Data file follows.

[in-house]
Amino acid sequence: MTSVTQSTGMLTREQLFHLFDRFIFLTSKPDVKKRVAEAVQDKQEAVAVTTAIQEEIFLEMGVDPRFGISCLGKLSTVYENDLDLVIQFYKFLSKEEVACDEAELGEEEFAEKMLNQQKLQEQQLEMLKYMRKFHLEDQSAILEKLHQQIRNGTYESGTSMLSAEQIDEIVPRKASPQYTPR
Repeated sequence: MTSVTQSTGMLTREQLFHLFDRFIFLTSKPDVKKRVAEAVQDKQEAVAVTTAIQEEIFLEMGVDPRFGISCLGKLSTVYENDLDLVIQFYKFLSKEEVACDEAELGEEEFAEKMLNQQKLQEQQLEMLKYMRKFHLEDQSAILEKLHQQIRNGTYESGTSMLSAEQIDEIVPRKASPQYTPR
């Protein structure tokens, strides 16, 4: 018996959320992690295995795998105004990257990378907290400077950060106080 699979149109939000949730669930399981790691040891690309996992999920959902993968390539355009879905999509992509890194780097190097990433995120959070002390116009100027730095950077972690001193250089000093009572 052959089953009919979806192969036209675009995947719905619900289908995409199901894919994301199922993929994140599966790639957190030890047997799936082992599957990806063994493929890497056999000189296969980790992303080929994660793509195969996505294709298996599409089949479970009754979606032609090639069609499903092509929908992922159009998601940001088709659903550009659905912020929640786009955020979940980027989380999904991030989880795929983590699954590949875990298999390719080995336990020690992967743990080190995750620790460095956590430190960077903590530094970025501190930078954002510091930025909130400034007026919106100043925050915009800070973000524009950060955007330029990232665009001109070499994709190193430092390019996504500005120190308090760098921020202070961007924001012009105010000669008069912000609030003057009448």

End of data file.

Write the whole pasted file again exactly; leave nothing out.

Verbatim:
[in-house]
Amino acid sequence: MTSVTQSTGMLTREQLFHLFDRFIFLTSKPDVKKRVAEAVQDKQEAVAVTTAIQEEIFLEMGVDPRFGISCLGKLSTVYENDLDLVIQFYKFLSKEEVACDEAELGEEEFAEKMLNQQKLQEQQLEMLKYMRKFHLEDQSAILEKLHQQIRNGTYESGTSMLSAEQIDEIVPRKASPQYTPR
Repeated sequence: MTSVTQSTGMLTREQLFHLFDRFIFLTSKPDVKKRVAEAVQDKQEAVAVTTAIQEEIFLEMGVDPRFGISCLGKLSTVYENDLDLVIQFYKFLSKEEVACDEAELGEEEFAEKMLNQQKLQEQQLEMLKYMRKFHLEDQSAILEKLHQQIRNGTYESGTSMLSAEQIDEIVPRKASPQYTPR
């Protein structure tokens, strides 16, 4: 018996959320992690295995795998105004990257990378907290400077950060106080 699979149109939000949730669930399981790691040891690309996992999920959902993968390539355009879905999509992509890194780097190097990433995120959070002390116009100027730095950077972690001193250089000093009572 052959089953009919979806192969036209675009995947719905619900289908995409199901894919994301199922993929994140599966790639957190030890047997799936082992599957990806063994493929890497056999000189296969980790992303080929994660793509195969996505294709298996599409089949479970009754979606032609090639069609499903092509929908992922159009998601940001088709659903550009659905912020929640786009955020979940980027989380999904991030989880795929983590699954590949875990298999390719080995336990020690992967743990080190995750620790460095956590430190960077903590530094970025501190930078954002510091930025909130400034007026919106100043925050915009800070973000524009950060955007330029990232665009001109070499994709190193430092390019996504500005120190308090760098921020202070961007924001012009105010000669008069912000609030003057009448």